Ty Williams’ seascapes, reminiscent of his East Coast upbringing, mix sketches, brush stoke and vintage photographs into little vignettes that just feel like summer. Some of my favorite pieces are his collages, bits of nautical whimsy that are completely relatable with a sunny optimistic outlook, that these days is nothing short of priceless.
Paper magazine tapped their favorite creatives and posed an interesting question. Create an ad to rebrand America. Some make amends, some embrace diversity and some suggest we start to look outside of our own narrow viewpoint, all are honest humbling messages and a step in the right direction.
Dan Wieden, Geoff McFetridge, Chris Johansen, Andy Spade/ Anthony Sperduti, Kevin Roberts, Dan Wieden
Check out the breif and more ads here.
After his much talked about Crystals and Lasers show in Paris Rayban taps artist Matt W. Moore to create a capsule collection of Wayfarers just in time for summer. We are completed captivated by his geometric prisms of color and while we would love to have him tag a wall in the neighborhood a pair of sunnies will suffice.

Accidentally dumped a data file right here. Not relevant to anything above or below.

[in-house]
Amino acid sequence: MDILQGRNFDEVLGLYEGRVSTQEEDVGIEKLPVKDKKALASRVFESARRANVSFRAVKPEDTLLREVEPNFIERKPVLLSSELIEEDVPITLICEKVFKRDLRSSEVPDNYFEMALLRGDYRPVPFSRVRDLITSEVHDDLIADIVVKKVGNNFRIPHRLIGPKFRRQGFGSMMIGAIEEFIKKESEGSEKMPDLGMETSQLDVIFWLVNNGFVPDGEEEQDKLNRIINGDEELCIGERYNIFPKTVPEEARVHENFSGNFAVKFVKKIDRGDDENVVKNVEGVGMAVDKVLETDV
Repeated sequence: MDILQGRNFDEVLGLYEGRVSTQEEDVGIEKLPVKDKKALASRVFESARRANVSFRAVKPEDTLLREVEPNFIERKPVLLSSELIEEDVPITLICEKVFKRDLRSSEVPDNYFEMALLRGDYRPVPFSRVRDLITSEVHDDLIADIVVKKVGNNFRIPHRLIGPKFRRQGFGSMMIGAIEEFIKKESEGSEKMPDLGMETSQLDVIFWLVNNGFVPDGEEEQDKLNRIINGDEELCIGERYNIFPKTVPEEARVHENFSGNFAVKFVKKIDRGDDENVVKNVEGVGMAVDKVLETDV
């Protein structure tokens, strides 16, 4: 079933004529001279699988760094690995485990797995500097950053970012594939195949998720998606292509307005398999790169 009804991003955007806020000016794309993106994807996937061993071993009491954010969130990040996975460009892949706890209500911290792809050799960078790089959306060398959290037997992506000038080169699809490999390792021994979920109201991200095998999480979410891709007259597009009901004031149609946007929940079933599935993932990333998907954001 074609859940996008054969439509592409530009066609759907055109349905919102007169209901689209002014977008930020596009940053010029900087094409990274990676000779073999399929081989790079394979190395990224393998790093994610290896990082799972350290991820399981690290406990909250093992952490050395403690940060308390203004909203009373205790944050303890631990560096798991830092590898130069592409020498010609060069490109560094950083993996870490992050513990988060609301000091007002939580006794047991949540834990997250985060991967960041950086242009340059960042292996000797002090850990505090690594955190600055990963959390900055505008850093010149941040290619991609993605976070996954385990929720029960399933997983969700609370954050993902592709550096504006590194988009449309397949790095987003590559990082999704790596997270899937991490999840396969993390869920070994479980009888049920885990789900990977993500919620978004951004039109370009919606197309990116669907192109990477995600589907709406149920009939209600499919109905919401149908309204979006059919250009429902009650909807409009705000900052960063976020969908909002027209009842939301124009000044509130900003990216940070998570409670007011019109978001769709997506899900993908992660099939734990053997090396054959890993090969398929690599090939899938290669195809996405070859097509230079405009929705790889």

Matt W. Moore mwmgraphics.com//
For the SF Moma’s 75th anniversary retrospective Barry McGee reinstalls a piece acquired in 1996 from the museum’s permanent collection. Though McGee says he likes idea of art that is impermanent, that is created and destroyed, the unearthing of this work constructs an entirely new context. Installing the 300 frames over a giant bulge in the wall it seems as if the building has just taken a breath; the result is organic, fresh and entirely alive.
Opening May 14 www.sfmoma.org//
I first spotted a Warriors Of Radness windbreaker at Opening Ceremony but it wasn’t until I saw the complete collection at Mollusk Surf Shop in Venice that I decided to check them out. Reminiscent of 80′s Cali surf at the height of Mr. Zog’s and Maui and Sons WOR is right up our alley.
In June, 2008, the last pack of Polaroid film was manufactured; the conveyor belt ground to a halt and instant film was shelved, written off as a defunct medium. But the beauty of instant film was not lost on everyone, it was rediscovered in creative communities who viewed each Polaroid as an individual experiment, tiny photographic originals that captured a world overlooked by the slick perfection of digital images. No other film was able to compete with the tangibility of holding the frame, the anticipation as it developed or the perfectly imperfect imagery. Taking on the enormous task of saving instant film, the Impossible Project has reached their goal this month releasing the new monochrome Instant Film – the PX 100 and PX 600 Silver Shade compatible with all Polaroid cameras.
Available online here. Color film to be released Summer 2010.